Credit And Debt

Toilet Train Yourself to Become a Personal Finance Expert


Other than those days surrounding the holidays, the parking lot of the plaza close by spent most days the last few months being empty. That’s why it was so surprising when I saw people and cars everywhere when I went there last Sunday. It’s only been one day (especially since this is the weekend until the real work week of the year begins) but I’m not sure if I want this to become a trend.

Our economy probably needs us to shop irresponsibly again, but the thought that we might be back to “living beyond our means” is scary. I never understood why, but America is one of the only developed countries where the average resident consumes more than his/her income.

Some people blame the educational system for not having personal finance classes, but there are ways to learn outside of school too.  It’s not like my teacher taught me how to use the toilet.  I don’t know about you, but I learned because:

  1. I had to (out of necessity) and was told about this fact
  2. It never occurred to me that there was an alternative
  3. I did it enough times so I could do it without thinking

Maybe why I save while most people don’t is simple.  I thought I had to save, I didn’t think borrowing was a lasting alternative and once I got used to saving, I just didn’t think about it anymore.

Toilet Training (Personal Finance Style)

If you need to toilet train yourself again, here are some tips that expands from what I talked about above:

The Need to Save Money

In case you are lucky enough to not know the importance of saving money, let this post be the wake up call.  You need to save for your own sake.  Can you imagine what will happen if you lose your job and can’t find work for 6 months?  How will you pay for your rent/mortgage?  Do you know what it’s like to live in your car (assuming you own it outright)?  Do you know how cold it gets at night if you live off the streets?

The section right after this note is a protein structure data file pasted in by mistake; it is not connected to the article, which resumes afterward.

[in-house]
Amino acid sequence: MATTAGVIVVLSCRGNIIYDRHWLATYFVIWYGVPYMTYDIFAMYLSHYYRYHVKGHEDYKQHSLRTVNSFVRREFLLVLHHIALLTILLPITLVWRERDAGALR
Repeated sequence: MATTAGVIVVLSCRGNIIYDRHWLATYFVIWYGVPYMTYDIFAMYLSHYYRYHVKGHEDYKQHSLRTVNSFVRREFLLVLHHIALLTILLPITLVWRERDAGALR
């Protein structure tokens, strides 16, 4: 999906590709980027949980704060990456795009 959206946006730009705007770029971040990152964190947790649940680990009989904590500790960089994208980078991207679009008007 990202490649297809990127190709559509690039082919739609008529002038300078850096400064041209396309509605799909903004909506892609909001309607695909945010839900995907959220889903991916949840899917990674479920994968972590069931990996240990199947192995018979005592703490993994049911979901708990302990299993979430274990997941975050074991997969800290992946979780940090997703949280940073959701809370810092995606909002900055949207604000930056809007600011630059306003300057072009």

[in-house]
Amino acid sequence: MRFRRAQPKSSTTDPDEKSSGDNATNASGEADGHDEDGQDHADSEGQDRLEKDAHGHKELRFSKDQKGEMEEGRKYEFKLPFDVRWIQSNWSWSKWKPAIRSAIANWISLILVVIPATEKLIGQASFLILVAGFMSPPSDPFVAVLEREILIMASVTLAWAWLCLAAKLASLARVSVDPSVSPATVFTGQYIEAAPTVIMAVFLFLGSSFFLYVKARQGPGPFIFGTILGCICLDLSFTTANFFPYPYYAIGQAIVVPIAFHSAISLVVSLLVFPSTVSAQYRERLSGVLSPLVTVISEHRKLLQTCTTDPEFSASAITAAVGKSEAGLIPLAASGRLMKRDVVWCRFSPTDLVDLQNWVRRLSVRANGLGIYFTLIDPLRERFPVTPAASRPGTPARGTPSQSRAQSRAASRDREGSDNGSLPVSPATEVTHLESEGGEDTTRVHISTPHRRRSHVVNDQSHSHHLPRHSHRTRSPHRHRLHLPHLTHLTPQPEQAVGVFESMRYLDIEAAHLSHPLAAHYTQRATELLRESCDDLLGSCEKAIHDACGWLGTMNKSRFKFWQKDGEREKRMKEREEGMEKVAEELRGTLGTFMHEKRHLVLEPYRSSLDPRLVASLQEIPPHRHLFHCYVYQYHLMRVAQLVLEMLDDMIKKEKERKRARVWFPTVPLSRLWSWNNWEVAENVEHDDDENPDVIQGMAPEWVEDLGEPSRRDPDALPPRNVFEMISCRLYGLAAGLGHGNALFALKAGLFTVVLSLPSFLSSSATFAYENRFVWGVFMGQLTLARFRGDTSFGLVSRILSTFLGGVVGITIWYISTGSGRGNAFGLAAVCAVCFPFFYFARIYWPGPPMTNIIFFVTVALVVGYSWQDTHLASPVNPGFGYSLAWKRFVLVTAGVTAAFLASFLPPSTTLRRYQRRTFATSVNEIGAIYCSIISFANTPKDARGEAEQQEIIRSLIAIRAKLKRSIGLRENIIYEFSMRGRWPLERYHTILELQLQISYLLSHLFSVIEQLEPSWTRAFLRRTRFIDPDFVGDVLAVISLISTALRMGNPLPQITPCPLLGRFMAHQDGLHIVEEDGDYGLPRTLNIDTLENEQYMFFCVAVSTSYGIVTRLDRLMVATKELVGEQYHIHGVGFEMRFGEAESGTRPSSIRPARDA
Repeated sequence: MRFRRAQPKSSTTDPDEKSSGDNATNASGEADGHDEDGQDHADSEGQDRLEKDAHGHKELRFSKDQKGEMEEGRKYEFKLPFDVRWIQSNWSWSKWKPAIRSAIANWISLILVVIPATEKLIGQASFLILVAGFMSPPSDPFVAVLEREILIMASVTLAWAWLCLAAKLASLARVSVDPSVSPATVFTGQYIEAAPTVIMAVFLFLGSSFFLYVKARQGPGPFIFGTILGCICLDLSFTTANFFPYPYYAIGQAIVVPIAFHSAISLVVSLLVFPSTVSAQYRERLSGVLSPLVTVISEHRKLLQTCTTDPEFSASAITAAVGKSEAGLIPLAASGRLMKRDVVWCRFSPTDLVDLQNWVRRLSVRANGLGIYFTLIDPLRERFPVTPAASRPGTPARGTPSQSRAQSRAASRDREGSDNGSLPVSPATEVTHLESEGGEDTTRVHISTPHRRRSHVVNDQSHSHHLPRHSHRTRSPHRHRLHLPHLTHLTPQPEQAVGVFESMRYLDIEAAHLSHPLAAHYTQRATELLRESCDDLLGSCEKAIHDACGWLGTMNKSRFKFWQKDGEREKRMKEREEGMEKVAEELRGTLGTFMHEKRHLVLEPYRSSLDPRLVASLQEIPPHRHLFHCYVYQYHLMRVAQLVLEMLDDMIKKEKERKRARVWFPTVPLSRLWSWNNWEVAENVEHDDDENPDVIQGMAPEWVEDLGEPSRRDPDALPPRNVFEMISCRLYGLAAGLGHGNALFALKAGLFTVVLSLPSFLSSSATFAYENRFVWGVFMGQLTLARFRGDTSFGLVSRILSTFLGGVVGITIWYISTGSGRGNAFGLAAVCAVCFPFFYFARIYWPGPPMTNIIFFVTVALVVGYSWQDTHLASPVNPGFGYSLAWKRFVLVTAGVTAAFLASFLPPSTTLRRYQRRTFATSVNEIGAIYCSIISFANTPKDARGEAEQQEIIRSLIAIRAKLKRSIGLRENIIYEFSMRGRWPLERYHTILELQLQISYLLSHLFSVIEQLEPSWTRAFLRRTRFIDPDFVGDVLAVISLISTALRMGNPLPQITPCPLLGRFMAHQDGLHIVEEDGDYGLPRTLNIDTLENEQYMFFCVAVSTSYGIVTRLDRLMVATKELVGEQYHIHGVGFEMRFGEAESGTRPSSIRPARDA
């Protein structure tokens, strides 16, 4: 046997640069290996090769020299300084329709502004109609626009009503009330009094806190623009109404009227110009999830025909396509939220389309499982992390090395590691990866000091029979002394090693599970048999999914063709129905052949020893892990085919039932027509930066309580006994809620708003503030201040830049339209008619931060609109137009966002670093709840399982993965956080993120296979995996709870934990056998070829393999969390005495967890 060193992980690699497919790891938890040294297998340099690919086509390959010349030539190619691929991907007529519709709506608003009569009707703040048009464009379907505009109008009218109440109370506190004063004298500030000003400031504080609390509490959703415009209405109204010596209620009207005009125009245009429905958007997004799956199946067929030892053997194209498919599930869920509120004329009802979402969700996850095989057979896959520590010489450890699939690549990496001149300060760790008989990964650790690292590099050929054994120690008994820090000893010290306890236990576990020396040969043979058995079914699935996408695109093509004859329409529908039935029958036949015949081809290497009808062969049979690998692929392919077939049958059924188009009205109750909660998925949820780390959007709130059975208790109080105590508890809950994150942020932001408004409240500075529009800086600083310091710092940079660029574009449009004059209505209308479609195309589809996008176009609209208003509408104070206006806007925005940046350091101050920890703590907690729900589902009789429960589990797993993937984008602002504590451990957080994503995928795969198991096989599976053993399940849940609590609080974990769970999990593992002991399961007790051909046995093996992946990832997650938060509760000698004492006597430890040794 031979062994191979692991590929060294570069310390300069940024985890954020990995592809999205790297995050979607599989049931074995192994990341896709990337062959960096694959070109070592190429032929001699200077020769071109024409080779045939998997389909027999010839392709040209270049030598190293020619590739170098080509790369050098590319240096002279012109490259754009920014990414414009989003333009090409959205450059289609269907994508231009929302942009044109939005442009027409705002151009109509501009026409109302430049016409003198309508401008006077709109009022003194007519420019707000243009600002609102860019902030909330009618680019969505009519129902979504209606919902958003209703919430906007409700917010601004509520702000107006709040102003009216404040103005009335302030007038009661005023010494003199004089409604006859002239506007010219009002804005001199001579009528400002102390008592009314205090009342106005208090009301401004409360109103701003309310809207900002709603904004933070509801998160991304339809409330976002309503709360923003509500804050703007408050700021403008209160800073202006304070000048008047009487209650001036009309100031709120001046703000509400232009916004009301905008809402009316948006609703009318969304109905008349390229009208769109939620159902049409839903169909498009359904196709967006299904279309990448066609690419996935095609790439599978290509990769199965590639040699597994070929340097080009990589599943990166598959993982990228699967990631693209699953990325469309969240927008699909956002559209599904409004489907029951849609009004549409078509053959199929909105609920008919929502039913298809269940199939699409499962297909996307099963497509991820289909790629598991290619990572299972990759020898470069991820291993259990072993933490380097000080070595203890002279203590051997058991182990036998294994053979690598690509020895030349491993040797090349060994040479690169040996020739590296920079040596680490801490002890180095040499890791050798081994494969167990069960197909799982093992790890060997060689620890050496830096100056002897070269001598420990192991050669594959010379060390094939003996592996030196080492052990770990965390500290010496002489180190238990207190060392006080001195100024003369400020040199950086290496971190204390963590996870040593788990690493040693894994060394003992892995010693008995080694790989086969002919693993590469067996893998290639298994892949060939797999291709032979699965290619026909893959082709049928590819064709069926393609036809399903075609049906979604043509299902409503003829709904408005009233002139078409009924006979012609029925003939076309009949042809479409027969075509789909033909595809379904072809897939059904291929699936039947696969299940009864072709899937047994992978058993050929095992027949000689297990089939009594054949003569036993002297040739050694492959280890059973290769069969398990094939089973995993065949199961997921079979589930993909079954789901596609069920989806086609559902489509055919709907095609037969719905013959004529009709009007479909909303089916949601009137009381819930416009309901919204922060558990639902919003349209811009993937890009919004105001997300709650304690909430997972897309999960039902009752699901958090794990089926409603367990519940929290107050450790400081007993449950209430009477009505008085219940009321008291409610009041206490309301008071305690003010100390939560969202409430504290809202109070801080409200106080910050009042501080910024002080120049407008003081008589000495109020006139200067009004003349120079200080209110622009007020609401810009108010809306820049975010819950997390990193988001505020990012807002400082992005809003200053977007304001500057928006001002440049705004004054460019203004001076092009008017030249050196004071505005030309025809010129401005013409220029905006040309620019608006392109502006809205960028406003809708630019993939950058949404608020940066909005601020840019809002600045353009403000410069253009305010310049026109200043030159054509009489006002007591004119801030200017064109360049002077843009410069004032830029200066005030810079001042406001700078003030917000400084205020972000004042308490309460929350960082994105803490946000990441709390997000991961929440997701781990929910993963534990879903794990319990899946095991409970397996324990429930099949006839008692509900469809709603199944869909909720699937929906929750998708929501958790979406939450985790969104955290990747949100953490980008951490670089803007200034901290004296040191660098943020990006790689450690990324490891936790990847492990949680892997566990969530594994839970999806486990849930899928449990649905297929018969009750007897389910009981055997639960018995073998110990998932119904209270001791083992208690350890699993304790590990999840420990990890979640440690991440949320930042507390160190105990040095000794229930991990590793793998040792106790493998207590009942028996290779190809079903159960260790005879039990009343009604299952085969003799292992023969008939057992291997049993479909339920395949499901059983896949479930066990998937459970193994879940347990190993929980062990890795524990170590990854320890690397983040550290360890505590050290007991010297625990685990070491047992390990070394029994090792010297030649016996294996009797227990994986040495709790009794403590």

Stop Getting Further Into Debt

It’s so strange that so many people just borrow, borrow and borrow.  It didn’t matter where either, be it credit cards, home equity line of credit, 401k or others, people just keep taking out money they don’t have.  I just don’t get it, but why does it seem like rocket science to buy something only if you have the means?

Do you really need that car, the TV, or even that new pair of shoes?  What happened to what you already have?

Knowing What to Do with Money

Without getting into details (this is a family blog after all), you know what to do when you need to go.  Money is exactly the same way.  Once it becomes second nature to save, you just do it.  You don’t think, you don’t regret and you certainly don’t ask why you save.

Getting started is always harder though, so here are some common tips that always works:

  1. Save up all income/windfall you receive as soon as it gets into your bank accounts
  2. Treat your savings like a high security vault that requires maximum clearance before you ever withdraw
  3. And best of all, lay out a logical plan (if you want, consulting with someone else could work too) so you can just follow it.

At first, you might not be perfect but with practice, everyone can become an expert.

Hey, no one is toilet trained when they are born.

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